Health ITImproving Communication in Care with Innovative Technology

Written by Helen Dempster, Chief Visionary Officer, Karantis360

As the ageing population grows and pressures on healthcare professionals mount, it has become clear that the care sector is strained. This is having an extremely negative impact on carers, and most importantly their clients, as they try to deliver a high quality level of care in a continuously pressured environment. Whilst the government is investing fundamental funds into the sector, it is important to question whether everyone is receiving the tools and resources they need to do their job to the best of their ability.

Take Elsie Melling’s case as an example; as a pensioner living with high blood pressure and a heart condition, the 93-year-old was left alone at home for three days without receiving any care or medication. Due to miscommunication, the carers were led to believe that Mrs Melling was taken to hospital after she suffered a fall, halting all care visits. But this was not the case, as in fact the paramedics had decided it would be best for her to remain at home. Mrs Melling was discovered by her daughter, who had gone round to see her mother as usual on the Sunday. This terrible misunderstanding resulted in a loss of life that could have been prevented if improved communication and monitoring tools had been put in place to alert the carers to their client’s presence in the home.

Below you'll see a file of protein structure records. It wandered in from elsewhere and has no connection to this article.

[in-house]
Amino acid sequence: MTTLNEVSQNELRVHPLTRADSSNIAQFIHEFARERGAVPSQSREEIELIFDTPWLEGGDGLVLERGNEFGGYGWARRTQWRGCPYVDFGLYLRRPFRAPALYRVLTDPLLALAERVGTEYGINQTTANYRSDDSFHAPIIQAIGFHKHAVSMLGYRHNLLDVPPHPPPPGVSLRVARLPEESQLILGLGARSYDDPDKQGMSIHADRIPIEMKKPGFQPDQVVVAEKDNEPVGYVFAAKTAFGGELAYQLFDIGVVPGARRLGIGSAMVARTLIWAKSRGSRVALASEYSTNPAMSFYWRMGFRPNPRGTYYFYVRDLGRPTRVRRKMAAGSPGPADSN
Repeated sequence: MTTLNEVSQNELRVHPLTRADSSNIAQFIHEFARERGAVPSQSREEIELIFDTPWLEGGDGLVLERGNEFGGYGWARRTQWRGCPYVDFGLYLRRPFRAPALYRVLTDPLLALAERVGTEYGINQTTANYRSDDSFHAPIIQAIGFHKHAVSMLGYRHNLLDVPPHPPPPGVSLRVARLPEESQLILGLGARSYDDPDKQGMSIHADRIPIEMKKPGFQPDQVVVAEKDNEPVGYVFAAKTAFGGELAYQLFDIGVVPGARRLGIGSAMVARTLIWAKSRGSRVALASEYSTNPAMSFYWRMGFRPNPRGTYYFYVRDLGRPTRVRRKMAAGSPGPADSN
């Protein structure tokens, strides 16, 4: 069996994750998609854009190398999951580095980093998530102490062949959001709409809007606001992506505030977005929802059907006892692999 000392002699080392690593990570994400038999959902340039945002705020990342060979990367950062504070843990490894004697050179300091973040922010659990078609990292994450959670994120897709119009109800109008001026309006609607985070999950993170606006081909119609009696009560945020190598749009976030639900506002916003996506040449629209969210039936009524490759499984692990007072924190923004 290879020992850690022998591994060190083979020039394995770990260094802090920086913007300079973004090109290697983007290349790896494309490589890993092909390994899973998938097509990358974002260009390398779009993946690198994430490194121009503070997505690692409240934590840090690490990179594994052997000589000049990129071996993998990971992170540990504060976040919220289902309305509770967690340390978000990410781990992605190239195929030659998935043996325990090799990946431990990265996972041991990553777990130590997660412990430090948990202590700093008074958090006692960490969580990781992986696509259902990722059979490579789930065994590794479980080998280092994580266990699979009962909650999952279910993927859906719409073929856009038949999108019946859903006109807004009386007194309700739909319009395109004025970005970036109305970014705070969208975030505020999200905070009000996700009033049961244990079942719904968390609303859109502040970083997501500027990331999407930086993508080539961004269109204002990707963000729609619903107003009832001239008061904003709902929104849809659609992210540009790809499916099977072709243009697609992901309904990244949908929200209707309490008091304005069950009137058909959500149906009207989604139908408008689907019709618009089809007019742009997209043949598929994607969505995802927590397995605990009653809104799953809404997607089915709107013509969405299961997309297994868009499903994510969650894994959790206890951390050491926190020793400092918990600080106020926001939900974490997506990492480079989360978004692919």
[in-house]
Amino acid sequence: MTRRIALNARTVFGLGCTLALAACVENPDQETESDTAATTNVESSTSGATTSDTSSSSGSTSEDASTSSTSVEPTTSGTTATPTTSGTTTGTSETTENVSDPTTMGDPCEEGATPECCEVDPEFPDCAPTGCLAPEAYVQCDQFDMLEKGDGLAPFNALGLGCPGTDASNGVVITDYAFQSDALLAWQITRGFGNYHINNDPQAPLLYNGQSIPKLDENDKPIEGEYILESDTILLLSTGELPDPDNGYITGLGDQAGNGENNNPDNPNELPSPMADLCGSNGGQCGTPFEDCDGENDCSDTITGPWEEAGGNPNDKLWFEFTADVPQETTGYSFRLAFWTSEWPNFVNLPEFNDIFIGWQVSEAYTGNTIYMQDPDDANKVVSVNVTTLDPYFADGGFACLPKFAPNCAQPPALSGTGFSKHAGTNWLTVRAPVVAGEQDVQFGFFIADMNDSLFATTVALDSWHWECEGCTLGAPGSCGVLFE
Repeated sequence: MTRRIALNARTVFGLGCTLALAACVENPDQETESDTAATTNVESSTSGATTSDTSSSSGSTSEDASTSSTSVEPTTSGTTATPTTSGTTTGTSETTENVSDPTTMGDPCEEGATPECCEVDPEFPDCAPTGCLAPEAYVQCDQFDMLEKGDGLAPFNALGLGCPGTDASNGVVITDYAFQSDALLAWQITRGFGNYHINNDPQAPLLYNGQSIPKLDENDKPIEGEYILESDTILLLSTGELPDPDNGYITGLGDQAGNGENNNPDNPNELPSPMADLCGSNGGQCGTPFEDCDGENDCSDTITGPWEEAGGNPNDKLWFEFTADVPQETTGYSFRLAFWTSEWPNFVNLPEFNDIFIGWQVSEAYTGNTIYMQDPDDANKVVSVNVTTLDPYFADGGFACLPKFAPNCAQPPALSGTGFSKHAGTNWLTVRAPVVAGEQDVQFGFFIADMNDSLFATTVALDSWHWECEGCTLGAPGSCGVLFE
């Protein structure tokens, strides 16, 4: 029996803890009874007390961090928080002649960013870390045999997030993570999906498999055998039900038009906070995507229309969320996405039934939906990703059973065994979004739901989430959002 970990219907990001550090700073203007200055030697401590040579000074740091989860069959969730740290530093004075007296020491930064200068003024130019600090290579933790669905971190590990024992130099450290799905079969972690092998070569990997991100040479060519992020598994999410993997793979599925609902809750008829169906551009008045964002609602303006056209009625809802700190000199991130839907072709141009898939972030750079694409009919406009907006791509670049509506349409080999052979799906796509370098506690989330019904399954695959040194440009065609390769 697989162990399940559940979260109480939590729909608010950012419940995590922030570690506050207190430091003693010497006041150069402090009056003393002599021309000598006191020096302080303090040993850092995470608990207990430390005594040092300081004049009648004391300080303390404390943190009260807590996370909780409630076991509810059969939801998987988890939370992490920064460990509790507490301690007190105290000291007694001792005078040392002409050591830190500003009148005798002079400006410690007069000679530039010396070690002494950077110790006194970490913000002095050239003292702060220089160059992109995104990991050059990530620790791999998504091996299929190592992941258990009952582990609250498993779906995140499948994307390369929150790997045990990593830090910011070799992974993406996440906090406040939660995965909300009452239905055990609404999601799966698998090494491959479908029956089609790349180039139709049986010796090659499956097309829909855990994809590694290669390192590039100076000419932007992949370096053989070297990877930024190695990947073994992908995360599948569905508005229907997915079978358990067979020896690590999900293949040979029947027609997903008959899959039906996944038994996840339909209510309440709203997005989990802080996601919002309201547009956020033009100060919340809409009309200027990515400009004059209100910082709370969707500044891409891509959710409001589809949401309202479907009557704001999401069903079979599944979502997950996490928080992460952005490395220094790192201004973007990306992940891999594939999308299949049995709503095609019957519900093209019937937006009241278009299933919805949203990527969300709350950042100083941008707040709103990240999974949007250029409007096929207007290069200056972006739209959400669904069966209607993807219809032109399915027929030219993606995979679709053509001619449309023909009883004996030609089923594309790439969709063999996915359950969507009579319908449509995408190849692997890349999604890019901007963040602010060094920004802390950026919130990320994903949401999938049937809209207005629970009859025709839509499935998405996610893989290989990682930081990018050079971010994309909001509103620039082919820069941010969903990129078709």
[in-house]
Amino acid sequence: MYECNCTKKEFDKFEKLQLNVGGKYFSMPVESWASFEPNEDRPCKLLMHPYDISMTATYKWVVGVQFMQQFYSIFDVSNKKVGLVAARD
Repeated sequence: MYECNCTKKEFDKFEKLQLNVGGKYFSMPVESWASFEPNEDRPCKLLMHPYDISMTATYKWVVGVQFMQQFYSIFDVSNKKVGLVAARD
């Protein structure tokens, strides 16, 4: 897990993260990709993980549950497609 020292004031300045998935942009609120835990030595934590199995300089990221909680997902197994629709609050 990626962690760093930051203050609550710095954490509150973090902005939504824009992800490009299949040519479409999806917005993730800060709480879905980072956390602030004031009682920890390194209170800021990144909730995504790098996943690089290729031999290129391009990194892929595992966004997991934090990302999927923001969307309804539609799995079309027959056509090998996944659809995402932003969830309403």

The serious outcome of this incident shows the desperate need for technology to be in the social care sector. Technology has the ability to fundamentally change how carers monitor their clients, as well as how they communicate with the client’s loved ones. Having a non-intrusive system of IoT based sensors introduced into the home could ensure the delivery of 24/7 care to the client, tracking habitual behaviour and spotting changes in real time. This real-time information can help carers to better understand each individual’s movements and the quality of care they require. Having this tool to hand could have given Mrs Melling’s carers a clear indication that she was present in her home and, therefore, still required a service of care.

There should also be complete visibility given at all times to all other parties in order to ensure the overall welfare of a patient. This includes detailed reports and images being shared with family members in real-time, and an easy way to communicate with the care teams. The adoption of an easy-to-use app gives every family member a way to keep abreast of how their loved one is by allowing them to track behaviour, whether they’ve been given their medication and most vitally what level of care they’re receiving. With this tool, Mrs Melling’s daughter would’ve been able to see that her mother wasn’t receiving the care she required and needed urgent assistance.

All these factors would’ve been key to preventing the confusion that arose in the case of Mrs Mellings. Visibility and communication is vital; from the carers to the family members, the paramedics to the GPs. And with current care services facing even greater challenges and pressures, it’s important that healthcare providers start to realise the benefits of harnessing technology and taking a more collaborative approach to care.

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Digital Health Buzz!

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